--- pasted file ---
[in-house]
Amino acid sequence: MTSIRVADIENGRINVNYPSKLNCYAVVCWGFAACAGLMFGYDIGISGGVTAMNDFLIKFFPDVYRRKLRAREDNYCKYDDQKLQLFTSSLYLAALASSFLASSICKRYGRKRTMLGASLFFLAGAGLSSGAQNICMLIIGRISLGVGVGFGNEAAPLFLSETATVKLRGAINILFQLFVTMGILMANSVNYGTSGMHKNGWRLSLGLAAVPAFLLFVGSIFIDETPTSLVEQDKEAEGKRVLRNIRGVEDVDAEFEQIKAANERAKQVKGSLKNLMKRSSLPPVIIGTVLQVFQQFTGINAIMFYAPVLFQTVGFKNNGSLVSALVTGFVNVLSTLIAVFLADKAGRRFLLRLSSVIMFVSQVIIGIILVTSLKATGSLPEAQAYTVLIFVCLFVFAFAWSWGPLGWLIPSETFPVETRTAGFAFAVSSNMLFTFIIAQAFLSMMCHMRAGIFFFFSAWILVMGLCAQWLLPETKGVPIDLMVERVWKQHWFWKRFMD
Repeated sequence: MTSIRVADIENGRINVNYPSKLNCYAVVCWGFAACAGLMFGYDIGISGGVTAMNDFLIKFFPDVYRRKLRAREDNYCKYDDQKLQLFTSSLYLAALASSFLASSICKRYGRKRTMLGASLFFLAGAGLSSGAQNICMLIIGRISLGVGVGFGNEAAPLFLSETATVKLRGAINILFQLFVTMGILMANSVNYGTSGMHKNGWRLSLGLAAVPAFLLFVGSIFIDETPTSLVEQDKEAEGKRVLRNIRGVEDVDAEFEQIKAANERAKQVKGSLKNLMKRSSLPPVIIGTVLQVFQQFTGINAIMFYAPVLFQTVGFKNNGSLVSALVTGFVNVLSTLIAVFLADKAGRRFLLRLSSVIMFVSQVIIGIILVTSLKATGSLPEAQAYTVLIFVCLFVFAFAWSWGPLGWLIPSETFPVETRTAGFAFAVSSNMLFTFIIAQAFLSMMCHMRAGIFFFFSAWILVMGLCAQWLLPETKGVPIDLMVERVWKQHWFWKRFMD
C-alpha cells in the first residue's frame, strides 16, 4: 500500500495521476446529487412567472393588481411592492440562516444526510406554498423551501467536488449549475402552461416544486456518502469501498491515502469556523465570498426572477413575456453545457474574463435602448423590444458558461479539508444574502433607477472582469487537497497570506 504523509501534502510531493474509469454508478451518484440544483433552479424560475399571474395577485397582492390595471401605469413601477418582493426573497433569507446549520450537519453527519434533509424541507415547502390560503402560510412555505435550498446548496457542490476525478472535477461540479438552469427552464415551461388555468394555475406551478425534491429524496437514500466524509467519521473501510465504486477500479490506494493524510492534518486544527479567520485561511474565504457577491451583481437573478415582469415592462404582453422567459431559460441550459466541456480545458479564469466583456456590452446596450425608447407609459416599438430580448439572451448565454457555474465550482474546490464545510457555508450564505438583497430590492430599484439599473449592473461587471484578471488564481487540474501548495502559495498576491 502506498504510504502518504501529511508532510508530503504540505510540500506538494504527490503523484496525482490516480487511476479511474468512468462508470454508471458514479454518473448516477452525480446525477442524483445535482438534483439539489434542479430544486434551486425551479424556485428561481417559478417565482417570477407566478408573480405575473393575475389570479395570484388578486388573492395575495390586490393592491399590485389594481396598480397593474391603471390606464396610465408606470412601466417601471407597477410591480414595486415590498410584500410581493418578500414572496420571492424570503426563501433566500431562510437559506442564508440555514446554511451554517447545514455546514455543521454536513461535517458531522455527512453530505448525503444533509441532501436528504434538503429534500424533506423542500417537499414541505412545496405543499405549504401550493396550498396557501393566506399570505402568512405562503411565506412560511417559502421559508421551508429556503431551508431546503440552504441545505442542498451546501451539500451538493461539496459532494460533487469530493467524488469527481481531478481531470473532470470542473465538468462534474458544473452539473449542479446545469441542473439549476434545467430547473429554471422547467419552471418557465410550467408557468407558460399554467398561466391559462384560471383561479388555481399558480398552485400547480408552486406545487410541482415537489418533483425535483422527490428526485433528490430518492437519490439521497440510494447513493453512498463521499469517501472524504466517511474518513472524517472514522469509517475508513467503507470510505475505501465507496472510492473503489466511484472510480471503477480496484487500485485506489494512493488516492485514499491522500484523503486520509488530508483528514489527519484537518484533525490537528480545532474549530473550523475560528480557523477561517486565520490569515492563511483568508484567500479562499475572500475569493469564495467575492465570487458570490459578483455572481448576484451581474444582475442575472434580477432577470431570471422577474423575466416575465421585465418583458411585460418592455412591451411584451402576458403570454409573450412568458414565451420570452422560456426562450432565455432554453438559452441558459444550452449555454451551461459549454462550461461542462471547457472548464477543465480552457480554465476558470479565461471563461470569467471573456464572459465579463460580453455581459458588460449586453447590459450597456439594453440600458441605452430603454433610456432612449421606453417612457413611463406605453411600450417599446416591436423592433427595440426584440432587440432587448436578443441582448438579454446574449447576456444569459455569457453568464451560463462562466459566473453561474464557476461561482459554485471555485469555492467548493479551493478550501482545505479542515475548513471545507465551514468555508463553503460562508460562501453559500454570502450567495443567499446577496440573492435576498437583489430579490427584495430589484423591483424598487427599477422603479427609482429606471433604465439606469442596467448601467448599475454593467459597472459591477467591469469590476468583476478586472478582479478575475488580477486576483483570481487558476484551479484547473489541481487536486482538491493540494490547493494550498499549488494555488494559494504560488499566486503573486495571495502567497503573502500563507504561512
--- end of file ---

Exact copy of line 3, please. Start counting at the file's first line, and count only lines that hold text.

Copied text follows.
Repeated sequence: MTSIRVADIENGRINVNYPSKLNCYAVVCWGFAACAGLMFGYDIGISGGVTAMNDFLIKFFPDVYRRKLRAREDNYCKYDDQKLQLFTSSLYLAALASSFLASSICKRYGRKRTMLGASLFFLAGAGLSSGAQNICMLIIGRISLGVGVGFGNEAAPLFLSETATVKLRGAINILFQLFVTMGILMANSVNYGTSGMHKNGWRLSLGLAAVPAFLLFVGSIFIDETPTSLVEQDKEAEGKRVLRNIRGVEDVDAEFEQIKAANERAKQVKGSLKNLMKRSSLPPVIIGTVLQVFQQFTGINAIMFYAPVLFQTVGFKNNGSLVSALVTGFVNVLSTLIAVFLADKAGRRFLLRLSSVIMFVSQVIIGIILVTSLKATGSLPEAQAYTVLIFVCLFVFAFAWSWGPLGWLIPSETFPVETRTAGFAFAVSSNMLFTFIIAQAFLSMMCHMRAGIFFFFSAWILVMGLCAQWLLPETKGVPIDLMVERVWKQHWFWKRFMD